Presentation on theme: "LIVE INTERACTIVE YOUR DESKTOP Tuesday, January 30, 2007 7:00 p.m. to 8:00 p.m. Eastern time NSDL/NSTA Web Seminar: Charging into Electrostatics."— Presentation transcript:
LIVE INTERACTIVE YOUR DESKTOP Tuesday, January 30, :00 p.m. to 8:00 p.m. Eastern time NSDL/NSTA Web Seminar: Charging into Electrostatics
Access to multiple collections in Physics and Astronomy ComPADRE: the NSDL Physics & Astronomy Pathway PhysicsFront.org Special ComPADRE collection for secondary level teachers
Charging into Electrostatics An NSDL/AAPT/ComPADRE Presentation by Jan Mader and Dr. Cathy Ezrailson
Test Yourself In which direction will charges move in the diagram shown: A)To the left B)To the right C)The electrons will not move
“Static” Electricity When you comb your hair and… … bring your comb over a pile of paper bits
“Static” Electricity What will happen? Stamp your answer A. B.
“Static” Electricity The force felt by the paper bits is due to a difference in charge on the comb compared to the paper. This “force of attraction” was first observed by the Greeks who found that piece of amber (“elektron”) attracted other objects when rubbed.
Match the diagram below with its correct description A.B. C. Deficiency of Electrons Net Charge Positive Balanced atom Net Charge Zero Excess of Electrons Net Charge Negative
“Static” Electricity Usually charges balance each other out, and nothing happens. But when two objects with like charges (all positive or all negative) come together, the charges repel and the objects move away from each other. Objects with opposite charges attract each other because the different charges want to balance each other. Objects can get a negative charge by picking up electrons from other objects.
Common Misconceptions about “Static” Electricity Actually, the thing we call static electricity is an imbalance in the amounts of positive and negative charges found on the surface of an object.
Methods of Charging Direct contact Induction Results in a transfer of charges Usually results in a temporary rearrangement of charges
Common Misconceptions about “Static” Electricity Lightning is like static electricity, except on a much bigger scale. Both lightning and static electricity happen because of the attraction between the opposite charges.
Self Check? TrueFalse TrueFalse Charges flow from less negative to more negative areas. Like charges repel.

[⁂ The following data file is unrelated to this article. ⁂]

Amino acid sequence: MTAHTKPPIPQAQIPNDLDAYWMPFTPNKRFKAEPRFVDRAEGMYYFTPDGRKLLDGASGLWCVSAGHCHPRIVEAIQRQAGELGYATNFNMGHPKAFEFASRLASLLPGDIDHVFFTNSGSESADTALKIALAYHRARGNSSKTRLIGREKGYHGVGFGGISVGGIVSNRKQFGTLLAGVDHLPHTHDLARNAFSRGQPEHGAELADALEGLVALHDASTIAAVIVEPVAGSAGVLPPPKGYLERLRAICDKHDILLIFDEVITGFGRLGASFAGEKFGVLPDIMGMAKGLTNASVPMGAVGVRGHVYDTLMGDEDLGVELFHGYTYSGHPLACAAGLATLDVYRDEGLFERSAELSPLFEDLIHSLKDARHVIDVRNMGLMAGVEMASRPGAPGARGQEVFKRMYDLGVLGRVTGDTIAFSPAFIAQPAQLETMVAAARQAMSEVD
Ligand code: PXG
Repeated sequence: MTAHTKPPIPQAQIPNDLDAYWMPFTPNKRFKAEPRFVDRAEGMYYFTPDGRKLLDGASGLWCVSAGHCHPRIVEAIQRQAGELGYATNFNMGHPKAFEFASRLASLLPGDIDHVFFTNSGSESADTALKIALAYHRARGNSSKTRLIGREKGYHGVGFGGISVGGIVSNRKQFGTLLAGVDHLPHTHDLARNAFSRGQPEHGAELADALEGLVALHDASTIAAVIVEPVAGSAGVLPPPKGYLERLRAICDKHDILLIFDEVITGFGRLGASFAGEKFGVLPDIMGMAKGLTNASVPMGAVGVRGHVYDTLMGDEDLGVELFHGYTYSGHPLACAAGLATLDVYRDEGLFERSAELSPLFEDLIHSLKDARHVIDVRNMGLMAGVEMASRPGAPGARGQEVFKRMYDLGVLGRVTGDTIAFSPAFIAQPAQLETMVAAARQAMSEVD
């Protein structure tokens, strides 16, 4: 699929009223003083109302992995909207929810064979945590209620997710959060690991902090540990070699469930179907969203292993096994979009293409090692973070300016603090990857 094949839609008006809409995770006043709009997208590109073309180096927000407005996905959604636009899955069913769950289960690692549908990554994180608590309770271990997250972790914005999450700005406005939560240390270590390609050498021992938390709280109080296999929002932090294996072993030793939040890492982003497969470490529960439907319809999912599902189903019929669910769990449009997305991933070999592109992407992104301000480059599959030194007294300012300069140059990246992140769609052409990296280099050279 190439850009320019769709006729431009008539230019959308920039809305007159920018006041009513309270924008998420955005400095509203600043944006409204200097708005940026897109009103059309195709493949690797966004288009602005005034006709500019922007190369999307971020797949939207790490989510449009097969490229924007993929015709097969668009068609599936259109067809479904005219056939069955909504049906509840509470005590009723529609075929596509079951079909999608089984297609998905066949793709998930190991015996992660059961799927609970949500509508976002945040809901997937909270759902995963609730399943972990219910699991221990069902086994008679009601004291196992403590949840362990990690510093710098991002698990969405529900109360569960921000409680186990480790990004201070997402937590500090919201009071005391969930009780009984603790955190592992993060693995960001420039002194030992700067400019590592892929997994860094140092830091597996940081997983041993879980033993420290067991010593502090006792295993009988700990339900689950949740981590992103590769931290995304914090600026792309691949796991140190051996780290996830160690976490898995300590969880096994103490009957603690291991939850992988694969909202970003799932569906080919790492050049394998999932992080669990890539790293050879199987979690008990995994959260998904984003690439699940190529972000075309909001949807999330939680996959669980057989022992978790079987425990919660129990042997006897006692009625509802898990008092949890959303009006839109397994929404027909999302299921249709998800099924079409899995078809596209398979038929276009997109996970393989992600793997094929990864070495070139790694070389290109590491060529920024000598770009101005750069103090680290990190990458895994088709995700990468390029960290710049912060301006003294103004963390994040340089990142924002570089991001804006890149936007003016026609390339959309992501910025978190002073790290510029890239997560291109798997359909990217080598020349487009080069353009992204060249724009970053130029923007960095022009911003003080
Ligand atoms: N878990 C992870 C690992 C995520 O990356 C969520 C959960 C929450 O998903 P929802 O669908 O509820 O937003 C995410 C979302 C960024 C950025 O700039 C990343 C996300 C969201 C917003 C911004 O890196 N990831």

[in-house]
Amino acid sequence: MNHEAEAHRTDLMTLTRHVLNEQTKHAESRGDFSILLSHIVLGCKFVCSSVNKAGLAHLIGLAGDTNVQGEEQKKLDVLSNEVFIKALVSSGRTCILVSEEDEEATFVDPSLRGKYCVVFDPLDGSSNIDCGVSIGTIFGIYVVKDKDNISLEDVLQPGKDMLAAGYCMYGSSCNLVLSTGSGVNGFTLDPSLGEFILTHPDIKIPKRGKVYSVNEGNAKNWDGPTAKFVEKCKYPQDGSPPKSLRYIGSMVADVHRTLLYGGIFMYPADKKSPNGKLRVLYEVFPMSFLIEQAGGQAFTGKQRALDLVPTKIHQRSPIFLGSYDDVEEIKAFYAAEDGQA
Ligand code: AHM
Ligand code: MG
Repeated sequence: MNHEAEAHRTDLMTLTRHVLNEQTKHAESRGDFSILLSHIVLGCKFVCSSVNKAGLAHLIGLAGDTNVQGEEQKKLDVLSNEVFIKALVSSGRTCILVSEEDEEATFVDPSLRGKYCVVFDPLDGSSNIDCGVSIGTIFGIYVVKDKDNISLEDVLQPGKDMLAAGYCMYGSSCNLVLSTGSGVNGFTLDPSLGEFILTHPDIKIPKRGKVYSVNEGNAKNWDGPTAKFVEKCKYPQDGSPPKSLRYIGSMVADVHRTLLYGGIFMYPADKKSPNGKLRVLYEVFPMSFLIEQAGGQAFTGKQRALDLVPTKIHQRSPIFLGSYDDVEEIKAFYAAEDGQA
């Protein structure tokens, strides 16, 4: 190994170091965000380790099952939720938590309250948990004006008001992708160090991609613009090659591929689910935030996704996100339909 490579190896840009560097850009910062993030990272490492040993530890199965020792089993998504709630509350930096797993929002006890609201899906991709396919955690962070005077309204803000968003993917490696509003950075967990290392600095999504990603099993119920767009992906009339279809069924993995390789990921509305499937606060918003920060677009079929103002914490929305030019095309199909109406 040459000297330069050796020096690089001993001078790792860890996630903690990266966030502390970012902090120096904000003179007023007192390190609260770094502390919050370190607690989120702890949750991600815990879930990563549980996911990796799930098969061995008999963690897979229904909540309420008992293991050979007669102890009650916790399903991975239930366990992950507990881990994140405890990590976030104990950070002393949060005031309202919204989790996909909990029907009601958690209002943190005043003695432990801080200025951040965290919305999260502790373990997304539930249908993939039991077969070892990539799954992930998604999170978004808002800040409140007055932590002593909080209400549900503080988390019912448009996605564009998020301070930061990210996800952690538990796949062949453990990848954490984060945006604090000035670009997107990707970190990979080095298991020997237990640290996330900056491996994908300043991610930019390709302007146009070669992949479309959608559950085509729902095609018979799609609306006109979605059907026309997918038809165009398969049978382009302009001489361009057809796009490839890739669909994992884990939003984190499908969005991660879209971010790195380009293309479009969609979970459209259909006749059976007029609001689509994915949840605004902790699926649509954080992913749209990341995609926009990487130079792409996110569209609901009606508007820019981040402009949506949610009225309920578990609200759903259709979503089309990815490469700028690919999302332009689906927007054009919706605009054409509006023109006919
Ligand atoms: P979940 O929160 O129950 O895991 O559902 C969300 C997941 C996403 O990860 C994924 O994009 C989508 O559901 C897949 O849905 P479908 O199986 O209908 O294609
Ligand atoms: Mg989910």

Pt II: Making a Magic Tape Electroscope First Step: Bend back one end on each of two tapes to make a handle. Second Step: Lay each piece of magic tape on top of each other on a smooth surface.
Third Step: Pick up the tape “handles” and pull the tapes apart. Making a Magic Tape Electroscope
Making a Magic Tape Electroscope The tapes separate as shown. What do you think causes this to occur?
Making a Magic Tape Electroscope Charges on the surface of the tapes shown are alike Do we know whether these charges are positive or negative? How could we tell? Write your answers on the chat
Charge Quiz What are the charges on the objects shown? How can you tell? Use the + or – stamp to indicate the charge on the picture
Rub the Styrofoam plate with cloth or a paper towel. PT III: Charging an Electrophorus Set the pie tin down on the picnic plate. Hold it by the plastic cup.
Touch the foil- wrapped cardboard and the pie tin at the same time, then let go. Hold the plastic cup and lift the pie tin. Touch it to the nail on the Leyden Jar. Repeat. Using an Electrophorus to Store Charge
The Leyden Jar The Leyden jar is a device for storing electric charge invented in 1745 by Pieter van Musschenbroek (1700–1748). electric charge Pieter van Musschenbroek Mr. Muschenbroek’s bottle is referred to as the “phial” by Benjamin Franklin. Today, we would call it a capacitor.
Charging by Induction Quiz Does the diagram below illustrate permanent or temporary charging by induction? PermanentTemporary Step I Step I I Step I I IStep IV
ThePhysicsFront Resources Let’s go to The Physics Front and look at what resources are available to you and your fellow teachers
Credits Benjamin Franklin and Electrostatics by Robert Morse ws/bob_morse_04/ ws/bob_morse_04/ Museum of Science, Boston, The Weather Eye g/electricity.html g/electricity.html Practical Physics, published in 1914 by Macmillan and Company Macmillan and Company
Go to and click on the K-12 audience pagehttp://nsdl.org Download this seminar’s companion guide with resources from the seminar and more Expert Voices blog with our presenters
THANK YOU! Dr. Cathy Ezrailson Robert Payo Jan Mader ThePhysicsFront.org
National Science Teachers Association Gerry Wheeler, Executive Director Frank Owens, Associate Executive Director Conferences and Programs Al Byers, Assistant Executive Director e-Learning LIVE INTERACTIVE YOUR DESKTOP NSTA Web Seminars Flavio Mendez, Program Manager Jeff Layman, Technical Coordinator Susan Hurstcalderone, Volunteer Chat Moderator